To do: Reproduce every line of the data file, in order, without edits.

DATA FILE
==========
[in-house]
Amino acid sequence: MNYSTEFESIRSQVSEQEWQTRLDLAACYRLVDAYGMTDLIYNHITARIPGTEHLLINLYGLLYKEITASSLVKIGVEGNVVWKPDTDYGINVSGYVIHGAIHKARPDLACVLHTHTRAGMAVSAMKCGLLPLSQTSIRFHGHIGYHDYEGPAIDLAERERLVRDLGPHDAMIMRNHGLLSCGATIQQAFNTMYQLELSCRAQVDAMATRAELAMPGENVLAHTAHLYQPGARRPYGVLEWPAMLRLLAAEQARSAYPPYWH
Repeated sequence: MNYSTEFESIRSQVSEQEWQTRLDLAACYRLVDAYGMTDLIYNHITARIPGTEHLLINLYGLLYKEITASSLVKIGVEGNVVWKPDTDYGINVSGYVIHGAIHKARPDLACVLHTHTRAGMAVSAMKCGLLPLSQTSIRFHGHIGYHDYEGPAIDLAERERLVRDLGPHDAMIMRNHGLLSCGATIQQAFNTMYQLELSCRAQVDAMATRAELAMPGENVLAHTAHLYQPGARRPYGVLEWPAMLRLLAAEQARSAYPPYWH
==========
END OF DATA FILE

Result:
[in-house]
Amino acid sequence: MNYSTEFESIRSQVSEQEWQTRLDLAACYRLVDAYGMTDLIYNHITARIPGTEHLLINLYGLLYKEITASSLVKIGVEGNVVWKPDTDYGINVSGYVIHGAIHKARPDLACVLHTHTRAGMAVSAMKCGLLPLSQTSIRFHGHIGYHDYEGPAIDLAERERLVRDLGPHDAMIMRNHGLLSCGATIQQAFNTMYQLELSCRAQVDAMATRAELAMPGENVLAHTAHLYQPGARRPYGVLEWPAMLRLLAAEQARSAYPPYWH
Repeated sequence: MNYSTEFESIRSQVSEQEWQTRLDLAACYRLVDAYGMTDLIYNHITARIPGTEHLLINLYGLLYKEITASSLVKIGVEGNVVWKPDTDYGINVSGYVIHGAIHKARPDLACVLHTHTRAGMAVSAMKCGLLPLSQTSIRFHGHIGYHDYEGPAIDLAERERLVRDLGPHDAMIMRNHGLLSCGATIQQAFNTMYQLELSCRAQVDAMATRAELAMPGENVLAHTAHLYQPGARRPYGVLEWPAMLRLLAAEQARSAYPPYWH